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PWSD News and Information

Posted on: October 13, 2022

A Message From PWSD's Board on Rates & Fees

Hand holding a 3D Pie Chart

To Our Valued Customers, 

As we finalize the 2024 budget, and with inflation on all our minds, we recognize that you may have questions about the impact of the 2024 rates and fees and about how Parker Water & Sanitation District (PWSD) determines them. With that in mind, below are the details for the 2024 budget, along with some basic principles and information that offer background into how PWSD makes these decisions. 

In 2024, PWSD will increase our water rates by 0.7%, our wastewater rates by 2.5%, and a new monthly fee of $ 1.50 to help cover costs associated with the Platte Valley Water Partnership. This will equal an average increase of $3.48 per month for our typical residential customer's bill. 

For perspective, the Denver metro area is seeing an average water rate increase of 5.09% and an average wastewater rate increase of 6.86% for 2024, putting PWSD’s increases well below the average increases for the area. 

We will also reduce our total mill levies from 7.698 mills to approximately 5.901 mills, dependent on final property valuations from Douglas County. Assuming all of these changes, the average PWSD residential customer will see a net increase of approximately $8.45 in their total annual costs associated with PWSD. 

When making a recommendation to the PWSD Board of Directors for these adjustments, staff keeps the following principles in mind: 

  • First and foremost is the need to focus on maintaining a long-term and sustainable water supply.
  • It is necessary to meet all federal and state water and wastewater regulations. 
  • We need to maintain our water quality while continuously looking for improvement.
  • To be competitive, we must provide appropriate salaries, benefits, and work environments for our skilled staff.

When reviewing the staff’s recommendations, the PWSD Board of Directors operates on several basic principles:

  • Growth pays for growth.
    • For instance, new tap fees are dedicated to corresponding growth needs. To support new growth, tap fees will increase 7.4% in 2024. 
  • Rate adjustments will be moderated to the Consumer Price Index (CPI). The CPI is maintained by the U.S. Bureau of Labor Statistics to measure the average change over time in the prices consumers pay for goods and services.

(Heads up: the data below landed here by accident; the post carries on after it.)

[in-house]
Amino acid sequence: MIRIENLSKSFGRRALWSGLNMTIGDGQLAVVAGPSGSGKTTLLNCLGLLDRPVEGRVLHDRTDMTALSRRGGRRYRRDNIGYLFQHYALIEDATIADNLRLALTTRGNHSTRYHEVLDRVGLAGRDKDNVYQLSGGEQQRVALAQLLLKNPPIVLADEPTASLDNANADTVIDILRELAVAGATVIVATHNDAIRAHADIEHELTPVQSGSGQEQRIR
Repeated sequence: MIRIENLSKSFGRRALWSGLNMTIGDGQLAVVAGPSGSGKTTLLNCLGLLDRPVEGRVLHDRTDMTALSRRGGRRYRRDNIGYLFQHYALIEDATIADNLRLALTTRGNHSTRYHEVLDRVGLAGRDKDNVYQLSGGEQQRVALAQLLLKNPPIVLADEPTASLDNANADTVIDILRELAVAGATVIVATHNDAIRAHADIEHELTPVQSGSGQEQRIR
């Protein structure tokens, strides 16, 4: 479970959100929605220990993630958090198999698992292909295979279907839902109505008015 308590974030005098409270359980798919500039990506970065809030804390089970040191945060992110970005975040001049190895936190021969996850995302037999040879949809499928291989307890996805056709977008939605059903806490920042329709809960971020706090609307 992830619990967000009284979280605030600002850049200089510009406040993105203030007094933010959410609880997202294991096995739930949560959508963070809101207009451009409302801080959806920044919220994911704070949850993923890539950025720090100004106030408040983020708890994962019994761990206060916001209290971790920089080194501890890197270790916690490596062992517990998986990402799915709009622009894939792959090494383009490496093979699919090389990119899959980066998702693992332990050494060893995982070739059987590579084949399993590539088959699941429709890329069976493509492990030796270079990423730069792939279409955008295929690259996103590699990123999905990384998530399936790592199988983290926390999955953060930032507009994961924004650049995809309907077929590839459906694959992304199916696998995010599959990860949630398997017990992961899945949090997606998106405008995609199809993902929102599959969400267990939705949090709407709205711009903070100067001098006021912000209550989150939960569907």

• For reference, the CPI for the last 11 years in the Denver/Aurora area has increased 35.6%. During that same period, PWSD’s rates have increased 30.7%. 
  • Water is a finite commodity that requires decades-long planning and large investments.

In addition to these guiding principles, there are some main categories of expenditures that need to be examined annually to determine the budget and any recommended rate or fee adjustments. 

Operations & Maintenance: These are the daily costs associated with purifying and delivering drinking water to your home or business and treating wastewater (i.e., keeping our organization running on a daily basis). Examples include electricity, chemicals, fuel, wages, and a portion of debt service. Since 2021, our O&M costs are up approximately 42%, primarily due to inflation in the costs of labor, materials, goods and services. 

Capital: These are costs associated with acquiring or maintaining fixed assets such as water storage tanks, treatment facilities, pipelines, wells and equipment. These projects may be deemed necessary because of new regulatory requirements, system growth, water quality needs, etc.  

In 2023 alone, PWSD completed the construction of a new 5 million gallon water storage tank, installed filtration at one of our well houses, constructed a much-needed new headquarters building, and purchased land as part of our Platte Valley Water Partnership long-term water plan. Many of these projects were paid for utilizing system development fees received from new growth. Where possible, we have purchased materials for these projects early to lock in prices and combat inflation and supply chain issues.  

Growth: Most of PWSD’s growth costs fall under capital expenditures, as new infrastructure must be built to accommodate our growing communities. Growth has recently started to slow due to market conditions, which may make it possible to defer some projects in the short-term. 

Debt: As mentioned above, debt service falls under our O&M costs. As an example, in 2022 PWSD was able to leverage our AA+ bond rating to secure a low interest rate of 2.89% on a 30-year bond sale shortly before inflation caused rates to increase. This will help us work to minimize any rate adjustments. 

We are always looking for ways to responsibly reduce our costs, while also making sure that we can continue to provide high quality water and wastewater services.  

Thank you for being a PWSD customer.

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